We are a group interested in the ecology, life history, behavior, and conservation of amphibians and reptiles (also known as herpetofauna or herps). Our research involves fieldwork, lab work, and sometimes working with museum specimens.
Conservation of amphibians and reptiles
About 40% of species of amphibians and 21% of species of non-avian reptiles (globally) are classified as critically endangered, endangered, or vulnerable (Cox et al. 2022). Species in tropical regions are most at risk for both groups, but declines are also occurring in North America (Adams et al. 2013). In 2022, the Lamb Lab began working on research projects with local collaborators that focus on the detection and monitoring of species at-risk in the Midwestern US (e.g., the Blanding's Turtle [Emydoidea blandingii] and Four-toed Salamander [Hemidactylium scutatum]). These projects support students interested in careers in conservation and management, will incorporate newer methods for population monitoring, and will hopefully generate data with practical applications for managing these herpetofauna.
Photo note: Blanding's Turtle (Emydoidea blandingii) found during Summer 2022 surveys. Handled with appropriate permits. Photo: Bailey Richards.
Biofluoresence, color, & pattern
Biofluoresence occurs across amphibian diversity and in many other tetrapods. The Lamb Lab and collaborators are interested in understanding the mechanisms behind, variation in, and the evolution of biofluoresence in herps. We are also interested in understanding other aspects of color and pattern in these organisms. These traits may play key roles in communication and signaling between species or within populations.
Photo note: Tiger Salamanders (Ambystoma tigrinum) biofluoresce bright green (pictured here) when viewed under blue excitation light and through a long-pass filter. Photo: J.Y. Lamb.
Photo note: Frogs like this Cranwell's Horned Frog (Ceratophrys cranwelli), also known as a Pac-man frog, also biofluoresce. Photo: J.Y. Lamb & M.P. Davis.
Behavior, life history, & population ecology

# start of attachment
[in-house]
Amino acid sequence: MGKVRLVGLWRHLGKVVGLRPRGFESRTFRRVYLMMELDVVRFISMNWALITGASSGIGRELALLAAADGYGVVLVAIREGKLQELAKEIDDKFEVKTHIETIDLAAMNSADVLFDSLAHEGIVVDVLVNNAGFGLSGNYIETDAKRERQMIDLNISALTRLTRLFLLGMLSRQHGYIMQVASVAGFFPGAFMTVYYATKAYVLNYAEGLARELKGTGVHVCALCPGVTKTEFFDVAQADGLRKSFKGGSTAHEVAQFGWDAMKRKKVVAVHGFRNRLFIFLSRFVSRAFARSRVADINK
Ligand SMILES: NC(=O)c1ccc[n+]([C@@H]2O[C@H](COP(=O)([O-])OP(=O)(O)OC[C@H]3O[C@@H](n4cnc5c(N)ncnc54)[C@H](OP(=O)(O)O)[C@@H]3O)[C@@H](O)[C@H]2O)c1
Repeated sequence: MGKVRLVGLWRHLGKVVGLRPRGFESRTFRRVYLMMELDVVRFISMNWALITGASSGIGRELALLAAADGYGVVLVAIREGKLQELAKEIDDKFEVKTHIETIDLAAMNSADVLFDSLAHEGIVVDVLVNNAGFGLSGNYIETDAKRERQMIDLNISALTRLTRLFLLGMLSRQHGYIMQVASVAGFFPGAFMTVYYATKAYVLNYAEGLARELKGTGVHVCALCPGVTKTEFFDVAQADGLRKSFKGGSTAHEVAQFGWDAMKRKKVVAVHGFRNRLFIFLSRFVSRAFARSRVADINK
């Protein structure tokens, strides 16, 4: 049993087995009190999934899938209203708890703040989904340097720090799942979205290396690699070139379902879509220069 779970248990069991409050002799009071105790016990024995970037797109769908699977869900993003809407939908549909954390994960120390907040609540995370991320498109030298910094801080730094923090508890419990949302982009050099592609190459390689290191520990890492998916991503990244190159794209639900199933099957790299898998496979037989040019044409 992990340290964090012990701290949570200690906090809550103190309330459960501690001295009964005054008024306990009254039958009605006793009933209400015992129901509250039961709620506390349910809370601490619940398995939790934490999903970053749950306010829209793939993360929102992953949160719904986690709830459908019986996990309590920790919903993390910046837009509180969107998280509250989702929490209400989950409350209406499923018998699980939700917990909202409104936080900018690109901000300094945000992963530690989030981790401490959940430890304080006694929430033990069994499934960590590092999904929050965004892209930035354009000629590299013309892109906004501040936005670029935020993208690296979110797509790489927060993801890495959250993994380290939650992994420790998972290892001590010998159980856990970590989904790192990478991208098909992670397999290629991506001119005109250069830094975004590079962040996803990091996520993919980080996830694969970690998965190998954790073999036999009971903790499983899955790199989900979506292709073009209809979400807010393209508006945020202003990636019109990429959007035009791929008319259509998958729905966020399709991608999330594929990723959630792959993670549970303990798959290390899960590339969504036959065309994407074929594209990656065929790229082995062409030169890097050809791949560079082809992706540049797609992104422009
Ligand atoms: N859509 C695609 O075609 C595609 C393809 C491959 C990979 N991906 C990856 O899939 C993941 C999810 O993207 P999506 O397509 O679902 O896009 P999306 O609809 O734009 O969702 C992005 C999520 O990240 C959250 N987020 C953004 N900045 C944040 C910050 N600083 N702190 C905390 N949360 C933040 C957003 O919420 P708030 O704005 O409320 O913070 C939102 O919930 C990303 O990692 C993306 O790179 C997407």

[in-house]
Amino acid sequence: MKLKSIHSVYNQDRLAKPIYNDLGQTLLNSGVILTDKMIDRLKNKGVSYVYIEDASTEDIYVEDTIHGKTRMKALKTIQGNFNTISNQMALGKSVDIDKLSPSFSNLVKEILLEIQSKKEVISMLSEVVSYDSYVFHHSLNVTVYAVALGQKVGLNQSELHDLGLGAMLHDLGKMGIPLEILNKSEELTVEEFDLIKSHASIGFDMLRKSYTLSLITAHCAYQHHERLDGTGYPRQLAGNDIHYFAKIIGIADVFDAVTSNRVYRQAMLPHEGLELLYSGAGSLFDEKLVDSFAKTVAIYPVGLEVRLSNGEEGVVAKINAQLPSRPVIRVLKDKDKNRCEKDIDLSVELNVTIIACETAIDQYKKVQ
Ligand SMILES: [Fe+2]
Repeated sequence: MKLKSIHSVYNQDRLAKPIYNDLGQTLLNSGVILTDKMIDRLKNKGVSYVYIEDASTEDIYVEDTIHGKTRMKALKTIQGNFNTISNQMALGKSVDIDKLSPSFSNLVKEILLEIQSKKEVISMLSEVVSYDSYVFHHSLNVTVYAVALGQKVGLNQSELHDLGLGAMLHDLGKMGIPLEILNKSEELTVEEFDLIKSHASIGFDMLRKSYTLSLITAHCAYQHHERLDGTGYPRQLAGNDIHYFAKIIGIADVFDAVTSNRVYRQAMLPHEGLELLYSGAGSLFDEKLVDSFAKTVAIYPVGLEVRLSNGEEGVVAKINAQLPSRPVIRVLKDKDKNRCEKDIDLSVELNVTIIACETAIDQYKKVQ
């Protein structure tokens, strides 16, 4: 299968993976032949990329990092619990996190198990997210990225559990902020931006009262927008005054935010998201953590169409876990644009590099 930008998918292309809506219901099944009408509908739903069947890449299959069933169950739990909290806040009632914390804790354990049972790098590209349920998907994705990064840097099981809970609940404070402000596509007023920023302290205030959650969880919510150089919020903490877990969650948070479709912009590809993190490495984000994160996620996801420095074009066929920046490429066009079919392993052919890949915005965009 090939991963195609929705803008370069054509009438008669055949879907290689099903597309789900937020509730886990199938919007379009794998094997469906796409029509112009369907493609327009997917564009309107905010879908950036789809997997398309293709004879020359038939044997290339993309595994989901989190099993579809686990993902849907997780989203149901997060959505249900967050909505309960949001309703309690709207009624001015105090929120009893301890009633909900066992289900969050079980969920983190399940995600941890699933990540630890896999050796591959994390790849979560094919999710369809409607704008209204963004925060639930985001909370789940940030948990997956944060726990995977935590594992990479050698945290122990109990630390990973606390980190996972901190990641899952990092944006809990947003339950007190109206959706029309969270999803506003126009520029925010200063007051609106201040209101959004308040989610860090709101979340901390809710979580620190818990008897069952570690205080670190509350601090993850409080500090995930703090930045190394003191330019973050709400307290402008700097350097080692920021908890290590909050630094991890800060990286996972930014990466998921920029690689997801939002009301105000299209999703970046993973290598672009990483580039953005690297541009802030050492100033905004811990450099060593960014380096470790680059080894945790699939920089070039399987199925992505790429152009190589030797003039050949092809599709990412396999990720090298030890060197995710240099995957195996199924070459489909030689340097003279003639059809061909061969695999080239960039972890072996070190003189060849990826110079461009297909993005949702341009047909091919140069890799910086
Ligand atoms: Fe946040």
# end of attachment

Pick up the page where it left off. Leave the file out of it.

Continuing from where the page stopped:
Amphibians and reptiles exhibit diverse and interesting behaviors and ecologies, but there are numerous missing details, including for species in the United States. We are interested in filling those gaps, particularly where they impact our understanding of reproduction and life history. These kinds of information can contribute to the development of effective conservation and management strategies.
Photo note: A larval Blue-spotted Salamander (Ambystoma laterale). Photo by: J.Y. Lamb & A.M. Seymour.
Photo note: A male Western Dwarf Salamander (Eurycea paludicola) with long cirri (fleshy extensions from the snout). Photo by: J.Y. Lamb.
Selection of Publications
* indicates student co-authors at the time of publication.
Pyron, R.A., O'Connell, K.A., Lamb, J.Y., and Beamer, D.A. 2022. A new, narrowly endemic species of swamp-dwelling dusky salamander (Plethodontidae: Desmognathus) from the Gulf Coastal Plain of Mississippi and Alabama. Zootaxa 5133(1): 53 - 82. DOI: 10.11646/ZOOTAXA.5133.1.3
Wen, F., Ljustina, O., Vicknair, W., *Perrera, B., and Lamb, J.Y. 2021. Reproductive phenology and the larval period of the Western Dwarf Salamander (Eurycea paludicola) in Southeastern Louisiana. Southeastern Naturalist 20(1): 37 – 50. DOI: 10.1656/058.020.0104
Lamb, J.Y. and Davis, M.P. 2020. Salamanders and other amphibians are aglow with biofluorescence. Scientific Reports 10: 2821. DOI: 10.1038/s41598-020-59528-9
Lamb, J.Y. 2019. Skin sloughing and sperm cap loss during courtship in dusky salamanders (Genus Desmognathus). Southeastern Naturalist 18(3). DOI: 10.1656/058.018.0304
Lamb, J.Y., Kreiser, B.R., Waddle, J.H., and Qualls, C.Q. 2017. Characterization of microsatellite loci for the Gulf Coast waterdog (Necturus beyeri) using paired-end Illumina shotgun sequencing and cross-amplification in other Necturus. Herpetological Review 48(4): 758 – 763.
Lamb, J.Y. 2017. Sexual isolation between two sympatric Desmognathus in the Gulf Coastal Plain. Copeia 105(2): 261 – 268. DOI: 10.1643/CE-16-565
Means, D.B., Lamb, J.Y., and Bernardo, J. 2017. A new species of dusky salamander (Amphibia: Plethodontidae: Desmognathus) from the Eastern Gulf Coastal Plain and a redescription of D. auriculatus. Zootaxa 4263(3): 467 – 506. DOI: 10.11646/zootaxa.4263.3.3.
Lamb, J.Y., Waddle, J. H., and Qualls, C. Q. 2017. Estimating occurrence and detection probabilities for stream-breeding salamanders in the Gulf Coastal Plain. Journal of Herpetology 51(1): 102 – 108. DOI: 10.1670/16-050
Other publications, press, & video recordings
Opinions & editorials
Lamb, J.Y. "Science Glows with Expanding Perspectives." St. John’s Outdoor University’s Sagatan Seasons. Summer 2021. Download a PDF here.
Photo note: J.Y. Lamb holding a male Western Painted Turtle (Chrysemys picta bellii) while students Michael (left) and Bailey (right) collect data from other individuals.
Press about biofluoresence
NatureResearch: Behind the Paper. "Fluorescing frogs and neon newts." J.Y. Lamb & M.P. Davis.
Science. “Newts and frogs light up like glow sticks under the right light.” Rodrigo Pérez Ortega.
ScienceNews. “Glowing frogs and salamanders may be surprisingly common.” Erin Garcia de Jesus.
The New York Times. “Salamanders and Frogs Hide a Glowing Secret.” JoAnna Klein.
Wired. "So, Amphibians Glow. Humans Just Couldn’t See It - Until Now.” Matt Simon.
DiscoverMagazine. “Glow-in-the-Dark Amphibians Are Way More Common Than Scientists Thought.” Leslie Nemo.
Seminars & other video
St. Cloud TedX. "The glowing creatures hidden in your backyard." J.Y. Lamb & M.P. Davis.
North Dakota State University Environmental & Conservation Sciences seminar. "Casting a Wide Net: Amphibian Ecology & Conservation."